Portland, Oregon Rose Festival
by Rob Levy
The end of May can only mean one thing in the City of Portland: The Rose Festival. Since its beginning in 1907, The Rose Festival has grown to become one of the largest spectator attractions in North America. The Festival is a three-week extravaganza that brings visitors from all over the globe to behold Portland’s finest hour. Parades, clowns, live music, and of course roses, endear the Rose City to the hearts of many as one of the world’s foremost special events.
Originally proposed by Mayor Harry Lane in 1905, the Rose Festival has been a major draw to the Portland area for over one hundred years. Never has this been truer than in 2007, when the Rose Festival’s centennial celebration earned the distinction of Best Festival in The World from the International Festivals and Events Association.
The centerpiece of the Rose Festival is undoubtedly the Grand Floral Parade. This all-floral parade is the second largest in North America. The Grand Floral Parade draws more than 500,000 spectators who line the parade route, making it the largest spectator event in the entire state of Oregon. Though the Grand Floral Parade is the most famous parade showcased at the Rose Festival, it is actually one of three!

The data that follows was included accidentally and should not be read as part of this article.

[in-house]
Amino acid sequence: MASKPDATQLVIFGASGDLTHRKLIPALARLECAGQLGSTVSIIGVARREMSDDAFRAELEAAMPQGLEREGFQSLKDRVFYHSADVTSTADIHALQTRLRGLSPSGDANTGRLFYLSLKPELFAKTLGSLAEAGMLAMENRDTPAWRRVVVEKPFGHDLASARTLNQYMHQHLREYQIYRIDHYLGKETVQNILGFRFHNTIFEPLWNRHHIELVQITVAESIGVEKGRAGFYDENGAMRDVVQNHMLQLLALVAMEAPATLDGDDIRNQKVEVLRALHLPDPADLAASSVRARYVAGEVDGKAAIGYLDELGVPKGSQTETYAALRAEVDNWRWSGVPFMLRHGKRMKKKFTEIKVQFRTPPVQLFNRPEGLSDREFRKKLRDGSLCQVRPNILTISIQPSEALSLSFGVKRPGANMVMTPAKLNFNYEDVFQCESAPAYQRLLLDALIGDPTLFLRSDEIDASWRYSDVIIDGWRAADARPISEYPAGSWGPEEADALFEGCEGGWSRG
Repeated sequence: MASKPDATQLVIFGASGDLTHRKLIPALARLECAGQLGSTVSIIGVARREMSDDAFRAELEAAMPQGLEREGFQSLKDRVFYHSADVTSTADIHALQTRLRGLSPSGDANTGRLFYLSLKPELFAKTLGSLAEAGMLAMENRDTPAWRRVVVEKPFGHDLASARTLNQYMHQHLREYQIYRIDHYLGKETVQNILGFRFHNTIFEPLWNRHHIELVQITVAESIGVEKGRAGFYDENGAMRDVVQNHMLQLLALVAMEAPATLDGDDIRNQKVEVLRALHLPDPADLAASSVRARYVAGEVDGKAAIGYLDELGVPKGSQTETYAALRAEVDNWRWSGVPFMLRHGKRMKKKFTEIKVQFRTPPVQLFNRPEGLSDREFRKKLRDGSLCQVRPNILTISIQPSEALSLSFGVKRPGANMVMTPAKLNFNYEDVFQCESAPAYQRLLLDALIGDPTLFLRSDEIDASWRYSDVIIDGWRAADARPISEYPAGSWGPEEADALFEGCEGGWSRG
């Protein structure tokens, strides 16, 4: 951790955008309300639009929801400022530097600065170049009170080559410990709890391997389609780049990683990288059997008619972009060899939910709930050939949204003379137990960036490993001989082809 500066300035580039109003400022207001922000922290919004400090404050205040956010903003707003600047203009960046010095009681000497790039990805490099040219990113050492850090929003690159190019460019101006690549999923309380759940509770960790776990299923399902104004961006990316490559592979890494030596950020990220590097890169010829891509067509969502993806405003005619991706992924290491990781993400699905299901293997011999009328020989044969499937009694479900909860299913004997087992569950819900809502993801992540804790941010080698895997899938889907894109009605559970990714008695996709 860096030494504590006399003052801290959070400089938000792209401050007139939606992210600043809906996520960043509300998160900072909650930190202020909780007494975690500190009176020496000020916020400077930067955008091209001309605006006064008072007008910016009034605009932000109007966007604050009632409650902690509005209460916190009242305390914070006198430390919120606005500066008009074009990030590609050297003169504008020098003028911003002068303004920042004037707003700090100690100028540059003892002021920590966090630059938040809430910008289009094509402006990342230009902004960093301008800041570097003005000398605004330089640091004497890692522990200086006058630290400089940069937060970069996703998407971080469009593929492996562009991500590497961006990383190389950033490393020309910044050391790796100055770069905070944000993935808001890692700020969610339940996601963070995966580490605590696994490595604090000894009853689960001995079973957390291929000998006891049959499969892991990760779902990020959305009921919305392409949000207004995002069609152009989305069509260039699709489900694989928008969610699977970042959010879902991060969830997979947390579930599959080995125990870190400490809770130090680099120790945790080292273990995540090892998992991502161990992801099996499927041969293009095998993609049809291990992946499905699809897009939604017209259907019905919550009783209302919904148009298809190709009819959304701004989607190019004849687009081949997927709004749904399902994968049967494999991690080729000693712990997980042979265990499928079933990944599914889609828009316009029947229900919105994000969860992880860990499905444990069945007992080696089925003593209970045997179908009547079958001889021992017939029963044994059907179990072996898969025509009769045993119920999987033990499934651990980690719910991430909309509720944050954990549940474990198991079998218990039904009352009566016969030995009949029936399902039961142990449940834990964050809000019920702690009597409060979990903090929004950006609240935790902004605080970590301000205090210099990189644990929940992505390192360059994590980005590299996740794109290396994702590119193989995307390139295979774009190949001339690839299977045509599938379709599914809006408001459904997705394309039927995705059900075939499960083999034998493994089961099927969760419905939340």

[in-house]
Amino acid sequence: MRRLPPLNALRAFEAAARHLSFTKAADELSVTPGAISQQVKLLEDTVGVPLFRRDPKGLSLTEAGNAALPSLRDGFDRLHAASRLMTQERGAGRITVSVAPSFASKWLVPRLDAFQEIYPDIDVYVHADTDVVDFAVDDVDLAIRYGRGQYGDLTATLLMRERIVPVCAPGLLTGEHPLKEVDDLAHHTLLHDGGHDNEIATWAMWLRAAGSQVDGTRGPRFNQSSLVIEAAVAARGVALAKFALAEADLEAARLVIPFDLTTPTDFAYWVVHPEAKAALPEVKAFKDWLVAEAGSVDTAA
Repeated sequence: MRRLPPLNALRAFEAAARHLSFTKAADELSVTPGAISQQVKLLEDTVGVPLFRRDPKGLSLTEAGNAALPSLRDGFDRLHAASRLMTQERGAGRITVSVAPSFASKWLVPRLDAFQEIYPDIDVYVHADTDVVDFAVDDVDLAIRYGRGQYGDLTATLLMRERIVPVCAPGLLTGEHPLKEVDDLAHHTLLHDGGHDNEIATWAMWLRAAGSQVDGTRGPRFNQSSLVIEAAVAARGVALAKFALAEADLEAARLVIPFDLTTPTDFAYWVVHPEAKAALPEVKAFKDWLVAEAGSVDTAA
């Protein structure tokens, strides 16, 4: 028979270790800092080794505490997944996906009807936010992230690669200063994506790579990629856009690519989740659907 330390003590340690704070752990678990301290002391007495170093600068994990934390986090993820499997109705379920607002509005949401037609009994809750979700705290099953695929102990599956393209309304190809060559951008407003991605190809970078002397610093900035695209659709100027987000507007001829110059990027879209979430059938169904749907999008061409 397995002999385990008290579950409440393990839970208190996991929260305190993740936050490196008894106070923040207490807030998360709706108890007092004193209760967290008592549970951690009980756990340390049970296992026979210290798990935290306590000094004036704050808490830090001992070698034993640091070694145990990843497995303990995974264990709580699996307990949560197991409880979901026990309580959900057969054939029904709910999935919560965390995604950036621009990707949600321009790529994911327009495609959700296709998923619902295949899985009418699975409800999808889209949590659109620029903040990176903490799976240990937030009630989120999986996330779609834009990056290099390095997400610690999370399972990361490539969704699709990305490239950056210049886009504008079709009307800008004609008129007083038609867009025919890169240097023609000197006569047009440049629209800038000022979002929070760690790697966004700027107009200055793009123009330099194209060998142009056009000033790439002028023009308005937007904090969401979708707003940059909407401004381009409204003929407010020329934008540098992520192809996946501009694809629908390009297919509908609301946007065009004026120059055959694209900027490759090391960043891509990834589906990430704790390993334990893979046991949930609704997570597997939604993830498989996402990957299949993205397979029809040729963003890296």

The Junior Parade is one of the oldest and most favored traditions of festival-goers of all ages. A staple of the Rose Festival since its inception, the Junior Parade features bands, school groups, scout troops, children's organizations, youth clubs, dance teams and families all joining in on the fun. For many years, the parade featured members of the Junior Court. Today however, children dress in costume, build colorful floats towed on wagons, or ride on bikes decorated with flowers, crepe paper, streamers and balloons.
The Starlight Parade is another storied favorite. Originally called the “Electric Parade,” the Starlight Parade is now an evening of fun and adventure focused around illuminated entries of all forms. From flood-lit floats, to glow in the dark umbrellas, to full marching bands, the Starlight Parade is a perfect example of the Rose city’s unique culture and diverse community.
The Rose Festival has far more to offer than merely parades. The Dragon Boat Races attract over 80 competing teams and thousands of fans. For the exercise enthusiast, the Starlight Run is Portland’s largest 5k fun run, with more than 3,000 runners toeing the starting line annually. The Rose Festival Clown Corps also entertains crowds throughout the festival. For motorsports fans, the Rose Cup Race is the oldest amateur road race west of the Mississippi River, welcoming more than 400 amateur drivers all vying for the coveted Rose Cup.
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